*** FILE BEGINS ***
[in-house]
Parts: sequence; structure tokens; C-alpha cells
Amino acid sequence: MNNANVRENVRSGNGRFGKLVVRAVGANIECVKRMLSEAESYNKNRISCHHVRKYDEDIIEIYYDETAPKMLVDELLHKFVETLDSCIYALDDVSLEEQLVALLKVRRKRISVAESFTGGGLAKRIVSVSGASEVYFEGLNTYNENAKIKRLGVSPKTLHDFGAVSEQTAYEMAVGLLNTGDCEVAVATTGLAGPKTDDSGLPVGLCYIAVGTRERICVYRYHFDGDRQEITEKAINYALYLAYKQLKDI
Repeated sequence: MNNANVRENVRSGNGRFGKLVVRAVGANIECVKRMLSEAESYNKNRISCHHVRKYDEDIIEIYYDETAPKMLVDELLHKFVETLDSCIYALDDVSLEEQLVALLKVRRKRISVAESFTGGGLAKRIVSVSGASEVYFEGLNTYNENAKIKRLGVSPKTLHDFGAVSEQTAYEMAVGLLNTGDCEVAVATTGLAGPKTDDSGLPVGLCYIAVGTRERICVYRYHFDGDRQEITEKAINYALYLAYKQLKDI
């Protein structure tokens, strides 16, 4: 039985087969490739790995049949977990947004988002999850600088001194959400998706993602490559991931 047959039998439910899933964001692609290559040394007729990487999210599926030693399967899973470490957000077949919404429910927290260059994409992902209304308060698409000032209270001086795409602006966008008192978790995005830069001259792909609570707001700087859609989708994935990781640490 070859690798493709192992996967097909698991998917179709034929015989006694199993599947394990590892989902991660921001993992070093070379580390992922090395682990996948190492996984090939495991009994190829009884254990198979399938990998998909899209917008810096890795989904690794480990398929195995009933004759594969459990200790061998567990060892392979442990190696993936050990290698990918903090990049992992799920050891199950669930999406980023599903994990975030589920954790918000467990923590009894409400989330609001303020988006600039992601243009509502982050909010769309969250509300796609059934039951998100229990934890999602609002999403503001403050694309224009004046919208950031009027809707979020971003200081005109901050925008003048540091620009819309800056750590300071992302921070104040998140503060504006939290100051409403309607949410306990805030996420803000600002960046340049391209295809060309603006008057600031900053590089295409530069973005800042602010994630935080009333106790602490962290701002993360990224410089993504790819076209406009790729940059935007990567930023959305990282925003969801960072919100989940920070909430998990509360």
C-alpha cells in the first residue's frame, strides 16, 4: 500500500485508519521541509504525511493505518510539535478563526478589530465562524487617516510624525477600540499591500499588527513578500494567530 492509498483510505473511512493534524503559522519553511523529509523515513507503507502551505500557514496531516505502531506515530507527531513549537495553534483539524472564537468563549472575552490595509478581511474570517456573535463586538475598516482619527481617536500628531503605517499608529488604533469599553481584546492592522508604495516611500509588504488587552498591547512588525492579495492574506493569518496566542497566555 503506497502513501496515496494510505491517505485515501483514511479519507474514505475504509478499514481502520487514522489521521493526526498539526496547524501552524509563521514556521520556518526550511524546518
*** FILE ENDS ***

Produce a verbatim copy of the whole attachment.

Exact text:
[in-house]
Parts: sequence; structure tokens; C-alpha cells
Amino acid sequence: MNNANVRENVRSGNGRFGKLVVRAVGANIECVKRMLSEAESYNKNRISCHHVRKYDEDIIEIYYDETAPKMLVDELLHKFVETLDSCIYALDDVSLEEQLVALLKVRRKRISVAESFTGGGLAKRIVSVSGASEVYFEGLNTYNENAKIKRLGVSPKTLHDFGAVSEQTAYEMAVGLLNTGDCEVAVATTGLAGPKTDDSGLPVGLCYIAVGTRERICVYRYHFDGDRQEITEKAINYALYLAYKQLKDI
Repeated sequence: MNNANVRENVRSGNGRFGKLVVRAVGANIECVKRMLSEAESYNKNRISCHHVRKYDEDIIEIYYDETAPKMLVDELLHKFVETLDSCIYALDDVSLEEQLVALLKVRRKRISVAESFTGGGLAKRIVSVSGASEVYFEGLNTYNENAKIKRLGVSPKTLHDFGAVSEQTAYEMAVGLLNTGDCEVAVATTGLAGPKTDDSGLPVGLCYIAVGTRERICVYRYHFDGDRQEITEKAINYALYLAYKQLKDI
């Protein structure tokens, strides 16, 4: 039985087969490739790995049949977990947004988002999850600088001194959400998706993602490559991931 047959039998439910899933964001692609290559040394007729990487999210599926030693399967899973470490957000077949919404429910927290260059994409992902209304308060698409000032209270001086795409602006966008008192978790995005830069001259792909609570707001700087859609989708994935990781640490 070859690798493709192992996967097909698991998917179709034929015989006694199993599947394990590892989902991660921001993992070093070379580390992922090395682990996948190492996984090939495991009994190829009884254990198979399938990998998909899209917008810096890795989904690794480990398929195995009933004759594969459990200790061998567990060892392979442990190696993936050990290698990918903090990049992992799920050891199950669930999406980023599903994990975030589920954790918000467990923590009894409400989330609001303020988006600039992601243009509502982050909010769309969250509300796609059934039951998100229990934890999602609002999403503001403050694309224009004046919208950031009027809707979020971003200081005109901050925008003048540091620009819309800056750590300071992302921070104040998140503060504006939290100051409403309607949410306990805030996420803000600002960046340049391209295809060309603006008057600031900053590089295409530069973005800042602010994630935080009333106790602490962290701002993360990224410089993504790819076209406009790729940059935007990567930023959305990282925003969801960072919100989940920070909430998990509360």
C-alpha cells in the first residue's frame, strides 16, 4: 500500500485508519521541509504525511493505518510539535478563526478589530465562524487617516510624525477600540499591500499588527513578500494567530 492509498483510505473511512493534524503559522519553511523529509523515513507503507502551505500557514496531516505502531506515530507527531513549537495553534483539524472564537468563549472575552490595509478581511474570517456573535463586538475598516482619527481617536500628531503605517499608529488604533469599553481584546492592522508604495516611500509588504488587552498591547512588525492579495492574506493569518496566542497566555 503506497502513501496515496494510505491517505485515501483514511479519507474514505475504509478499514481502520487514522489521521493526526498539526496547524501552524509563521514556521520556518526550511524546518